According to Sara Haley, ACE-certified trainer and instructor and Reebok Global Master Trainer, there are many possible causes for weight-loss plateaus. These can range from a slower metabolism brought on by the loss of muscle to simply backsliding into poor eating habits.
How to Fight It: Reassess the Situation
“If you are experiencing a weight-loss plateau, you first need to identify the problem or see what’s missing from your new health regimen, says Haley. “If you haven’t been weight-training, definitely add it in as it will help increase lean body mass. Haley also recommends changing up the intensity, duration, frequency or type of exercise you do to keep your body from adapting to your exercise routine.
“Changing up routines and styles of exercise is really what works for me, says Don Dona, who lost 108 pounds to become Max Muscle Sports Nutrition’s 2011 MaxForm Life Challenge Champion. Dona’s workout program included a mix of DVD workouts with weight-lifting and cardio. “If you like to challenge yourself, it’s hard to get bored with so many different ways and styles of exercise that are available for us today.
Weight-loss plateaus can also occur if you’re exercising too much or not taking in enough calories. “Your body can actually respond by decreasing the amount of calories you burn during the rest of the day, continues Haley. In this case, the best way to get back on track is to ease up on your strict diet and exercise plan or unwind with a gentle yoga class.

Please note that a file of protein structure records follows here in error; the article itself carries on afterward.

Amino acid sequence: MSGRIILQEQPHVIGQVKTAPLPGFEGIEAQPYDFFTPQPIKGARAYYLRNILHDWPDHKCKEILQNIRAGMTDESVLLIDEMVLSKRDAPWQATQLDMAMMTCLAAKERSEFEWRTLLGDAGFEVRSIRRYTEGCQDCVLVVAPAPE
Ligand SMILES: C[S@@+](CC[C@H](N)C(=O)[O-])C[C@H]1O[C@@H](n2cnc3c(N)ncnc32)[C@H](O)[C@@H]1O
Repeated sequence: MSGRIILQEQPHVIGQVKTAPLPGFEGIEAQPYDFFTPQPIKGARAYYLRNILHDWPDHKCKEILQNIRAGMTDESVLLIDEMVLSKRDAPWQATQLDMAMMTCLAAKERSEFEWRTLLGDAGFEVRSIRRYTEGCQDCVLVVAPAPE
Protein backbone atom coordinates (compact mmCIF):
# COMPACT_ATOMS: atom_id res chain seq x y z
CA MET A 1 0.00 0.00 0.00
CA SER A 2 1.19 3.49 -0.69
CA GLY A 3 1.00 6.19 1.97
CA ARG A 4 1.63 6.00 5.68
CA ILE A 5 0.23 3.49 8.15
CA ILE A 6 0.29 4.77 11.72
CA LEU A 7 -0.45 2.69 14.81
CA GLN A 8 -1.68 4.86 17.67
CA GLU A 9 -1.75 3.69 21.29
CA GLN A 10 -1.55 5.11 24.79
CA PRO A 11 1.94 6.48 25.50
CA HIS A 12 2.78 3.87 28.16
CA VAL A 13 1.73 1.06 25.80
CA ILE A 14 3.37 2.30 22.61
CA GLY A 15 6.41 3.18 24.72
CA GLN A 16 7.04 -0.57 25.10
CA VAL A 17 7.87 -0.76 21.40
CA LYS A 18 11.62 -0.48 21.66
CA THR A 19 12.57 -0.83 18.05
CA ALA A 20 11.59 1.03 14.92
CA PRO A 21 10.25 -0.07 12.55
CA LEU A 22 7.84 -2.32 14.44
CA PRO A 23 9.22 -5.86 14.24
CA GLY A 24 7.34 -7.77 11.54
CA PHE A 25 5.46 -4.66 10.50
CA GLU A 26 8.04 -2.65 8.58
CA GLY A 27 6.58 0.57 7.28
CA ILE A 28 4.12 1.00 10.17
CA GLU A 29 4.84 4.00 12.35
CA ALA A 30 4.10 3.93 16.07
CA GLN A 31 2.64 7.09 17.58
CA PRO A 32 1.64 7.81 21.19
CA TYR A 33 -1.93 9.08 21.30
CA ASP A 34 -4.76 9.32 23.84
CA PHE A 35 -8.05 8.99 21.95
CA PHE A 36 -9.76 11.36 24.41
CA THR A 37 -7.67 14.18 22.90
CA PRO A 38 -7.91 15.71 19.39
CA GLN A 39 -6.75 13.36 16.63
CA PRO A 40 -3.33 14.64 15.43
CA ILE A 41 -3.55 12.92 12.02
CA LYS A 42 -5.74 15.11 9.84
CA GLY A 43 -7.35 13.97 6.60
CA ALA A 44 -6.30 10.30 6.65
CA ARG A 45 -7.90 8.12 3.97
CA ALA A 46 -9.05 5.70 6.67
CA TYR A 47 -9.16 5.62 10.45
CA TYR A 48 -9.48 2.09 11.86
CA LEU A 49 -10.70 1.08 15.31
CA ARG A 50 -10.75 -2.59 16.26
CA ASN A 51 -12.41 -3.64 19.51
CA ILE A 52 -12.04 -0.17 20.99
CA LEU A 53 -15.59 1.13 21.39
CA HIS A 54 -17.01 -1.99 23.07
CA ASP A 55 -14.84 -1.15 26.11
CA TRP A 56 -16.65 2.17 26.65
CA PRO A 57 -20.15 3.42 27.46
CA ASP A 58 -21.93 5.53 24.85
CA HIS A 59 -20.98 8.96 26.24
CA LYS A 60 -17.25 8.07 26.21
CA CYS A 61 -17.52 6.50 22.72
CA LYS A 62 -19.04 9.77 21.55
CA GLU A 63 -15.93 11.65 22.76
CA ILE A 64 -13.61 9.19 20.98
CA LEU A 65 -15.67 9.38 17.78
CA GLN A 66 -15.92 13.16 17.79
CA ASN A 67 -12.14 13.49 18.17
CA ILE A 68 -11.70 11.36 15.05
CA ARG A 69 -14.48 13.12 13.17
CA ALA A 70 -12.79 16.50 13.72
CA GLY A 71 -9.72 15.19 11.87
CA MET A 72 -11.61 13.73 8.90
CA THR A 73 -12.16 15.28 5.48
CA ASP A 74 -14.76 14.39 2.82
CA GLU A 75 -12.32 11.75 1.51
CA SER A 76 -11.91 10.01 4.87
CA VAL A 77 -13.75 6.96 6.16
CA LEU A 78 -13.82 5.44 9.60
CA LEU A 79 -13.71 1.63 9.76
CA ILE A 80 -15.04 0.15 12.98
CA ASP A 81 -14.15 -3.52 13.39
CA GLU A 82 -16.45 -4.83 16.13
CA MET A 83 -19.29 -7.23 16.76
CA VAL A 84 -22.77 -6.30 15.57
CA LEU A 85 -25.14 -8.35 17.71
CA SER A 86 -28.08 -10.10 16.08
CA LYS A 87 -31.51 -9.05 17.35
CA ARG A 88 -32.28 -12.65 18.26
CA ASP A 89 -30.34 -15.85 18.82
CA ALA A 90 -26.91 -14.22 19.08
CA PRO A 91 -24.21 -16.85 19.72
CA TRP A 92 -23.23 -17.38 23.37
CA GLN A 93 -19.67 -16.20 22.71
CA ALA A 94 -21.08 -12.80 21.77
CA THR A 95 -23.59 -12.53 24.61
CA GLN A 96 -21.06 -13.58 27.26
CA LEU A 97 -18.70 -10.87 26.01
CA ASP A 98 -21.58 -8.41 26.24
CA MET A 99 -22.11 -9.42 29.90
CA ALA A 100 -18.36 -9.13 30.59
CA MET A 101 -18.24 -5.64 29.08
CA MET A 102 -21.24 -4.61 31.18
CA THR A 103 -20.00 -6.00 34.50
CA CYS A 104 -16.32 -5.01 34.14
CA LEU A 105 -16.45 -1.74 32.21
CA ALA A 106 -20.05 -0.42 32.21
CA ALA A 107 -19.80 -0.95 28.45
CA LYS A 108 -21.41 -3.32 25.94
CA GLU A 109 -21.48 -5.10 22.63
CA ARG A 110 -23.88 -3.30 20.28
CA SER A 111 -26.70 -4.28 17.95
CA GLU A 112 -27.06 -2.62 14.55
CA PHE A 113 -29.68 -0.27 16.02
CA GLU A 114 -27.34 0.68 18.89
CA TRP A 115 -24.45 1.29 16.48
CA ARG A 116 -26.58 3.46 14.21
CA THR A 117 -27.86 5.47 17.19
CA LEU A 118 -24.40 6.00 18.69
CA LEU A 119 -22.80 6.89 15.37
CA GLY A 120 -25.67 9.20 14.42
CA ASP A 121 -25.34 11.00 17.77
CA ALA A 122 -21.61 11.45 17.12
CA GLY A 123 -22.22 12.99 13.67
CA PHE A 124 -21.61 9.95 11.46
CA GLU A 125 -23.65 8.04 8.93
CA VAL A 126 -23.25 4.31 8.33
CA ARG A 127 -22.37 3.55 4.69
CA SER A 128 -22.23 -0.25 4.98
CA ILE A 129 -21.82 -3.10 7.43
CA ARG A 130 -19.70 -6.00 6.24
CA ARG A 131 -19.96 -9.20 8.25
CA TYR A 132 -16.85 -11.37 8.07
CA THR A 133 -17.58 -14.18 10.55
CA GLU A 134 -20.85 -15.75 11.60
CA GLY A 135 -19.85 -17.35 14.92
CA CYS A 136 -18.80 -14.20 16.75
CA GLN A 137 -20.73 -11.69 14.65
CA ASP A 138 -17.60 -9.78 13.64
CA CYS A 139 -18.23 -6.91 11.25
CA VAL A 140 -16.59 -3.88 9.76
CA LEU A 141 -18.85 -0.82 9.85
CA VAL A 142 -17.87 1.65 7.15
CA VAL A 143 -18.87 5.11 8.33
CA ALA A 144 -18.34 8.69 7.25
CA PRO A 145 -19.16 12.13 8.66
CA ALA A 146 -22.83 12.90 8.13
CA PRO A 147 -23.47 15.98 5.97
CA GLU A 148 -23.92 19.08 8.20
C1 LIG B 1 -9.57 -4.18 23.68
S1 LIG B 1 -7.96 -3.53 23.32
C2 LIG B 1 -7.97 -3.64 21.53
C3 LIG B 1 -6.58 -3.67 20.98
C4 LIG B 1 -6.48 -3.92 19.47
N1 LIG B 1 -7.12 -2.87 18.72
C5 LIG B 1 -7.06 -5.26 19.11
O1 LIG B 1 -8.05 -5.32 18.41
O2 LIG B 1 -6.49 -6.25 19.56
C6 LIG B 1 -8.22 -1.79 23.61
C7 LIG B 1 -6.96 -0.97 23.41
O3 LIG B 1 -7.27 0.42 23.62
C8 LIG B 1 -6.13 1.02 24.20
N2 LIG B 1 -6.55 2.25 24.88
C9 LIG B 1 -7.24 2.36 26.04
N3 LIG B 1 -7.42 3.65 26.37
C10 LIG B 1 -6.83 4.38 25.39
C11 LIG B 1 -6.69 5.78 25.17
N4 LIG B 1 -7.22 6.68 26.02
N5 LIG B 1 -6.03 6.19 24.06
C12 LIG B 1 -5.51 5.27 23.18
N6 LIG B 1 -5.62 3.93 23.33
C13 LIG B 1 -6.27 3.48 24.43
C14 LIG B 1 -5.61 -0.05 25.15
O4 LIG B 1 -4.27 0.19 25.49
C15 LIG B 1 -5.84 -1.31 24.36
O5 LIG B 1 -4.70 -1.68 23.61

Frustration No. 4: Bored Beyond Belief
If you consume one more plate of grilled chicken you’ll scream. And yes, you’ve already tried experimenting with new healthy, flavorful foods. But sometimes you just can’t beat the occasional healthy-living blahs.
How to Fight It: Cheat! But with Caution
“Having a ‘cheat meal’ or a treat waiting for you at the end of the week may help you stick to your healthy diet, says Rania Batayneh, MPH Nutritionist and America’s Eating Strategist. “Looking forward to something, whether it’s a slice of chocolate cake or a warm bowl of macaroni and cheese, could help your resolve during the rest of the week. Just remember that a cheat is just that: a cheat! It’s a temporary burst of gratification that makes life all the more indulgent, not an excuse to drop your healthy living strategy cold turkey.
Frustration No. 5: My Trouble Zones are Still Troubling
Even though your shape is shrinking, there may be a trouble zone or two that doesn’t seem quite ready to get with the program. “In most men (and some women) the abdominal region is often the most difficult area to trim, while the hips, buttocks and thighs tend to be a common trouble spot for most women (and some men), says Jessica Matthews, an exercise physiologist for the American Council on Exercise.
How to Fight It: Focus on the Positive
The best way to avoid getting frustrated by those trouble zones is to focus not only on the positive physical changes that you’ve already made, but on the positive changes that aren’t reflected in the mirror. “Many of the psychological and emotional benefits of physical activity, such as improved mood, improved quality of sleep, increased concentration, decreased stress, etc., begin to occur almost immediately, continues Matthews. “…continue to stick with a program, as the results that you desire will occur in time.
By Dana Robinson